Workshop on Private Forest Promotion in Nepal


A national workshop on Private Forest Promotion in Nepal was held from 13–14 March at the Local Development Training Academy in Kathmandu. The workshop was organized by the National Forum for Advocacy Nepal and the Federation of Nepalese Chambers of Commerce and Industry (FNCCI), with financial support from the Multi Stakeholder Forestry Programme (MSFP), Nepal. ICIMOD provided technical support for the workshop. The main objectives of the workshop were to discuss policy, legislation, and implementation issues in promoting private forestry and to recognize the important role the private sector can play in promoting private forestry. 

Laxmi Dutta Bhatta, Ecosystem Management Specialist, represented ICIMOD at the opening ceremony and made a presentation on ‘Engaging the Private Sector in Forestry Sector, Nepal’. Dr Manohara Khadka, Gender Specialist at ICIMOD, made a presentation on ‘Gender inclusion in private forestry: Prospects, issues and ways forward’. The objective of the gender presentation was to sensitize stakeholders about gender issues in forestry, forest management, and private forestry promotion in Nepal and the need to consider the gender dimensions from the conception of private forestry programmes and in knowledge exchange forums such as this workshop.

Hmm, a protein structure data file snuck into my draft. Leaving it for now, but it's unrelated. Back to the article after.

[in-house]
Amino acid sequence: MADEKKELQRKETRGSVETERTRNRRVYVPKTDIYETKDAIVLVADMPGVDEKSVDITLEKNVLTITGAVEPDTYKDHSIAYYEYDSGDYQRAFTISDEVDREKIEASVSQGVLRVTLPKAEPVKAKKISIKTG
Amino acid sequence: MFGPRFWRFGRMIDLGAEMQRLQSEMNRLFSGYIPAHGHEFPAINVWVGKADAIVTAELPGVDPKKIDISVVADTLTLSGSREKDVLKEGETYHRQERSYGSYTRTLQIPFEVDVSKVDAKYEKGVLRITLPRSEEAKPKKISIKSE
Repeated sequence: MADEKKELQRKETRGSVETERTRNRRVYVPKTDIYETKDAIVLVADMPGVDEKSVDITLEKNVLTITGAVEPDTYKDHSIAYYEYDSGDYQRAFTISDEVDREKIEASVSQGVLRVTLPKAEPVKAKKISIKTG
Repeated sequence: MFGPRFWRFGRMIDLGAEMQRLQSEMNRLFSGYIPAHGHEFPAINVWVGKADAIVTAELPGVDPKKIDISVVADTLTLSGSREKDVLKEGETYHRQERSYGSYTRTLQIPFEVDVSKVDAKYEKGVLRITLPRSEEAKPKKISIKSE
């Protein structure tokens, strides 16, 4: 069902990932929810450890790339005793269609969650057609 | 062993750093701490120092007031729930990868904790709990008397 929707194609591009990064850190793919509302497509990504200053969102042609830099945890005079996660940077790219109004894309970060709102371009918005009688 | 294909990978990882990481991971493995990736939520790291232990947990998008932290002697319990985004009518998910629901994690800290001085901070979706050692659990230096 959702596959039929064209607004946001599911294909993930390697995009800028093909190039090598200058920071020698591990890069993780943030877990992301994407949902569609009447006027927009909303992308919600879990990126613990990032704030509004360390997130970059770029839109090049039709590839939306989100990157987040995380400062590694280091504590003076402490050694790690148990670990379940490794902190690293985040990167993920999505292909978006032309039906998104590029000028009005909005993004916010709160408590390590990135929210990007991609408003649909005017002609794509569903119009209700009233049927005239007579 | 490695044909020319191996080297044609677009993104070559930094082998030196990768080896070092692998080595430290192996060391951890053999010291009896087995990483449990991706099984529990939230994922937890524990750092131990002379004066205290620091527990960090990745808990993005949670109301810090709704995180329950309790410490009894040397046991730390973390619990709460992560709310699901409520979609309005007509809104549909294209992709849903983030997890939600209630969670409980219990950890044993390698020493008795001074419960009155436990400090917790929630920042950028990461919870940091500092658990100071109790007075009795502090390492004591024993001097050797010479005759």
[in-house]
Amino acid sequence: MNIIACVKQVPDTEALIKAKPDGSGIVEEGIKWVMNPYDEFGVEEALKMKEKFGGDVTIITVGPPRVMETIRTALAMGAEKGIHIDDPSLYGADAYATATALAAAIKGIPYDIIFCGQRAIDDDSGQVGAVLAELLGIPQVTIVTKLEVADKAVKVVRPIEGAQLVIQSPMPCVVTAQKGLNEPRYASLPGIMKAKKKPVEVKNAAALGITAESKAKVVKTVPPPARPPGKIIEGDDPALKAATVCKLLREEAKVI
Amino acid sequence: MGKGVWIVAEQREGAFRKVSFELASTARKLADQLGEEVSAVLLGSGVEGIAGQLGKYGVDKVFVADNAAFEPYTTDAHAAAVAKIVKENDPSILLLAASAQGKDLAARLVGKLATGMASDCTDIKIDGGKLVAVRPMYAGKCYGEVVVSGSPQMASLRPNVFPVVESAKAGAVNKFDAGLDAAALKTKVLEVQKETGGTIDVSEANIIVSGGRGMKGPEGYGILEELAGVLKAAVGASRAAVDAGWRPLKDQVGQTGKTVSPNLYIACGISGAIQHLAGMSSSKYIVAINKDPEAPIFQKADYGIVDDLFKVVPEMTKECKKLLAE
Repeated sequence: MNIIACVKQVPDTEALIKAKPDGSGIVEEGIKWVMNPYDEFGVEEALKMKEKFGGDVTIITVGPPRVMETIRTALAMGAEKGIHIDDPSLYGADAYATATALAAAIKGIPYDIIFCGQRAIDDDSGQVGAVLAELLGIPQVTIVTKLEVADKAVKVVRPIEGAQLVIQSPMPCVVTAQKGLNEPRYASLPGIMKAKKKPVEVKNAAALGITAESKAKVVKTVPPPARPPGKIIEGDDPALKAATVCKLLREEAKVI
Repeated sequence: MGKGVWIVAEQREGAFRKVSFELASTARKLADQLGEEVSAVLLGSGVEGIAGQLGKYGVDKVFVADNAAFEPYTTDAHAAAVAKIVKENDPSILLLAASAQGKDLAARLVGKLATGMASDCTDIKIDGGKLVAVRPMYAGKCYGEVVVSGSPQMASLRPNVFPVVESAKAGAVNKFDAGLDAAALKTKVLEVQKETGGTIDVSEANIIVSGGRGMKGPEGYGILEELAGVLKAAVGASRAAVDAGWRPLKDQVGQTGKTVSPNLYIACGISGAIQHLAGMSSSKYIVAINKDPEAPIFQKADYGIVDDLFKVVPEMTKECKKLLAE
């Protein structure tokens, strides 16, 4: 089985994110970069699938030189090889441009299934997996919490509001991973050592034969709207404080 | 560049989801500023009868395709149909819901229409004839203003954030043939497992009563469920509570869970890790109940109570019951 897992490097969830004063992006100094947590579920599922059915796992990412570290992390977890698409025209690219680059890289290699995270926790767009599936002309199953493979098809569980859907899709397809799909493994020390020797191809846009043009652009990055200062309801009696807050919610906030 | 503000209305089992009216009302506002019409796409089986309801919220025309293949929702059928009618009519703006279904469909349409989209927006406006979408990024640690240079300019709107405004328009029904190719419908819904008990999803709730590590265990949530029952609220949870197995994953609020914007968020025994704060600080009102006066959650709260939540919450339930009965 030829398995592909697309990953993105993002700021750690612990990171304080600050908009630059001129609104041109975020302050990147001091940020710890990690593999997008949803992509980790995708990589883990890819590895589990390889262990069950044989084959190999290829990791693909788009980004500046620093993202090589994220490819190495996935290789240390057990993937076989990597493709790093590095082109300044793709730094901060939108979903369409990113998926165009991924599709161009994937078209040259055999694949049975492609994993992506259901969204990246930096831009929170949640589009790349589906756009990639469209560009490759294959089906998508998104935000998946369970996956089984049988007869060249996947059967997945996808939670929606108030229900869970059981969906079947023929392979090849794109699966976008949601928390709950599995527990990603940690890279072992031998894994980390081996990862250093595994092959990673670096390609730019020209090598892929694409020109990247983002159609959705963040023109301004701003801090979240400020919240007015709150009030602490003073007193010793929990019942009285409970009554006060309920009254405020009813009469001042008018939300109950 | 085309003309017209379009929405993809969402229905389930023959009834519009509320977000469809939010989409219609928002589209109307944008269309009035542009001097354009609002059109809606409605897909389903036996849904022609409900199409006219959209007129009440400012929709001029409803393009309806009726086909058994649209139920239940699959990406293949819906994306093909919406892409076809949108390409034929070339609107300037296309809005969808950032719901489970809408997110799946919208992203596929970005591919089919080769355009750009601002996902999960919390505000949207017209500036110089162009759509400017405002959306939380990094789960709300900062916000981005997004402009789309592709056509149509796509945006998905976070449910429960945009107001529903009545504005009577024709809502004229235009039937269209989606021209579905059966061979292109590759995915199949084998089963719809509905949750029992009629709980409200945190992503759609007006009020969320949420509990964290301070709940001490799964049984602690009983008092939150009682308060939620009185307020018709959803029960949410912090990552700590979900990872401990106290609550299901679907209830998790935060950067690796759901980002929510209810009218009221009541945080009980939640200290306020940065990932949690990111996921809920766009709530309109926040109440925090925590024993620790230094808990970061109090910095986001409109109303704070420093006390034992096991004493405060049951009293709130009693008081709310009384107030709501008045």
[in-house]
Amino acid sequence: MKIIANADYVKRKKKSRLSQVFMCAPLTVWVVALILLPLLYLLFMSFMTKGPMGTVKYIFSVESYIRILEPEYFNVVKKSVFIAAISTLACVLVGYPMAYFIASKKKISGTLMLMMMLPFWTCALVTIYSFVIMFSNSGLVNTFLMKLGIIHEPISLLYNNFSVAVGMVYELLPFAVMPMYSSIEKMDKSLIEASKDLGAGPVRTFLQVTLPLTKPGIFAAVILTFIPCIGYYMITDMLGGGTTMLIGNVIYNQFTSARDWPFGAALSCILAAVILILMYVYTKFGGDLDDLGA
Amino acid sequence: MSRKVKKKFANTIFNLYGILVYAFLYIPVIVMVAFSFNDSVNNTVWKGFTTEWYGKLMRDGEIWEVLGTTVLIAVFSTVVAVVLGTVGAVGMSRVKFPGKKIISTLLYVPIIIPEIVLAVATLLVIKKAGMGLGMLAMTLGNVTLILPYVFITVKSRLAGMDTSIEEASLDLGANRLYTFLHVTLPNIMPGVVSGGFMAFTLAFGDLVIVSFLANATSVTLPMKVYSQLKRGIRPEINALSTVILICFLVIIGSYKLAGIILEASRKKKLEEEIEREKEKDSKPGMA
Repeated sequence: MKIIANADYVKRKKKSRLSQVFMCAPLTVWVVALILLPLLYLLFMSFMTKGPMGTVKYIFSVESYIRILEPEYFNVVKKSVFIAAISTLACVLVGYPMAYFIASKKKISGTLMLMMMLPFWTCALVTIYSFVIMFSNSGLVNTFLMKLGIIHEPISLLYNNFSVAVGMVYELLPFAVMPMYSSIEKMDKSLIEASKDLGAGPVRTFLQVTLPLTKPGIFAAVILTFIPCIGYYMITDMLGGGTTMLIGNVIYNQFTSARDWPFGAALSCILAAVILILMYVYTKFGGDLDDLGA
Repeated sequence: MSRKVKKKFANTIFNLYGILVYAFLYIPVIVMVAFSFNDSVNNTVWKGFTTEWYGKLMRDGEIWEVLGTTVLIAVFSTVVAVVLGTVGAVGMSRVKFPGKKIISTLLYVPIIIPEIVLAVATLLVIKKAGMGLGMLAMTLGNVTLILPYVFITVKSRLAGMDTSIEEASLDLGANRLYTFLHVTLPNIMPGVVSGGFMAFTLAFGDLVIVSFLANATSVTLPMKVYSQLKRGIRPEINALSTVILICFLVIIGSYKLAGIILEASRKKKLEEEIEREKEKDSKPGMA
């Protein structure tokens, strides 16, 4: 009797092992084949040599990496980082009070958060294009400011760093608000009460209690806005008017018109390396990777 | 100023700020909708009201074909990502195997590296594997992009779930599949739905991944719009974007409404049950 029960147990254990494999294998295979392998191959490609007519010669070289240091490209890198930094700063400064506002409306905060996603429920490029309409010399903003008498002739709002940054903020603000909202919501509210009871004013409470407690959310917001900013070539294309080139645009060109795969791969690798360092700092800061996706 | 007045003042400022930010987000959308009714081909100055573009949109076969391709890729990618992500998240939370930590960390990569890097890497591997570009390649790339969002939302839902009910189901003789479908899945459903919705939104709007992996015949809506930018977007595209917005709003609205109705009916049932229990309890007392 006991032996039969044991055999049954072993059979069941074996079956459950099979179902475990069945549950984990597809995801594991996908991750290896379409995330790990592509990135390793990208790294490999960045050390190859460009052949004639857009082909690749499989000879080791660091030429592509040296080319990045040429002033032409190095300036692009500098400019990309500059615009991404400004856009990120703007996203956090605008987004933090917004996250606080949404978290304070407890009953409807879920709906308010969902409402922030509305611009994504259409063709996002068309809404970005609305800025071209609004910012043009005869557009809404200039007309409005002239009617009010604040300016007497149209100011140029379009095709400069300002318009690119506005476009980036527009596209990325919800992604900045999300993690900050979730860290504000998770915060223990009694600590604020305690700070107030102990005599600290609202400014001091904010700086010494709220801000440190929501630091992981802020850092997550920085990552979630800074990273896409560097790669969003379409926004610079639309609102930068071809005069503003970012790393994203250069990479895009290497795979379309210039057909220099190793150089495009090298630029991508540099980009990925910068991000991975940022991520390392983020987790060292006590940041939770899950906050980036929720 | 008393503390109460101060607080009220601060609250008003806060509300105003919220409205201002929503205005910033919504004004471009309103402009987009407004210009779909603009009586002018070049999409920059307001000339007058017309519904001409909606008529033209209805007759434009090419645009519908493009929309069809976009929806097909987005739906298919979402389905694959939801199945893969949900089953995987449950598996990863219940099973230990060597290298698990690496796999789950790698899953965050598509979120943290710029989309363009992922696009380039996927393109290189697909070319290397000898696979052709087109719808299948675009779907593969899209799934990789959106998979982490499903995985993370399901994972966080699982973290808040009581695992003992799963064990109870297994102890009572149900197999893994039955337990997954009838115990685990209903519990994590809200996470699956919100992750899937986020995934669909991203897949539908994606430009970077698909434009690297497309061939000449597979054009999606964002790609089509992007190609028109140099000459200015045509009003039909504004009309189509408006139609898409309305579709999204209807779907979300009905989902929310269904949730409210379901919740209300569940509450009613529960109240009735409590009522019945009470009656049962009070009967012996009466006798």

ICIMOD’s involvement in this workshop is a part of its activities to engage the private sector with the forestry sector being taken up by the Transboundary Landscape Regional Programme. The Transboundary Landscape Regional Programme of ICIMOD is exploring the possibility of a partnership with MSFP on activities of mutual interest in the near future. 

The two-day national workshop was the first of its kind in Nepal. Participants, especially private forest owners and forest entrepreneurs, acknowledged the workshop as an important milestone in the ‘private forestry’ movement with due emphasis on making Nepal’s forestry sector policies and practices conducive to private forestry promotion. Participants included representatives of the Ministry of Forests and Soil Conservation, the Private Forestry Development Association, civil society, non-government organizations, donors, representatives of the private sectors, private forest owners, and forest enterprises, and representatives of community-based forestry institutions. Around 25% of participants were women.